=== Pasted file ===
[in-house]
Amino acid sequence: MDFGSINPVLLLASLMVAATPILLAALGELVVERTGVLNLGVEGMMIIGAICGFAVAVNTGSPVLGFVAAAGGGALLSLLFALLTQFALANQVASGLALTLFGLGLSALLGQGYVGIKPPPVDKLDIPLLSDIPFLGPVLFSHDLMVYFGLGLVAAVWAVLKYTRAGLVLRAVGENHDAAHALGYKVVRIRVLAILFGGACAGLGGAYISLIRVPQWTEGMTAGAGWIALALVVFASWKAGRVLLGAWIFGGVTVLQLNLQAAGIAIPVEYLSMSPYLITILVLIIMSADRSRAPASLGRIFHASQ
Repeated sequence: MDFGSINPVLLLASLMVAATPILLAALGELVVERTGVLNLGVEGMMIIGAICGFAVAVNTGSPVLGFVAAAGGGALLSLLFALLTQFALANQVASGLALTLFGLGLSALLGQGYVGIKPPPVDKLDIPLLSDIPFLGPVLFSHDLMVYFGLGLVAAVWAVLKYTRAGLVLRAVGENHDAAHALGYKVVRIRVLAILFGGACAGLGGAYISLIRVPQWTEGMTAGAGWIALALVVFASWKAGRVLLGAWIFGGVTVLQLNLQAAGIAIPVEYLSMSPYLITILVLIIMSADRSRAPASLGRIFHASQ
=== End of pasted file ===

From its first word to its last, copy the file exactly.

[in-house]
Amino acid sequence: MDFGSINPVLLLASLMVAATPILLAALGELVVERTGVLNLGVEGMMIIGAICGFAVAVNTGSPVLGFVAAAGGGALLSLLFALLTQFALANQVASGLALTLFGLGLSALLGQGYVGIKPPPVDKLDIPLLSDIPFLGPVLFSHDLMVYFGLGLVAAVWAVLKYTRAGLVLRAVGENHDAAHALGYKVVRIRVLAILFGGACAGLGGAYISLIRVPQWTEGMTAGAGWIALALVVFASWKAGRVLLGAWIFGGVTVLQLNLQAAGIAIPVEYLSMSPYLITILVLIIMSADRSRAPASLGRIFHASQ
Repeated sequence: MDFGSINPVLLLASLMVAATPILLAALGELVVERTGVLNLGVEGMMIIGAICGFAVAVNTGSPVLGFVAAAGGGALLSLLFALLTQFALANQVASGLALTLFGLGLSALLGQGYVGIKPPPVDKLDIPLLSDIPFLGPVLFSHDLMVYFGLGLVAAVWAVLKYTRAGLVLRAVGENHDAAHALGYKVVRIRVLAILFGGACAGLGGAYISLIRVPQWTEGMTAGAGWIALALVVFASWKAGRVLLGAWIFGGVTVLQLNLQAAGIAIPVEYLSMSPYLITILVLIIMSADRSRAPASLGRIFHASQ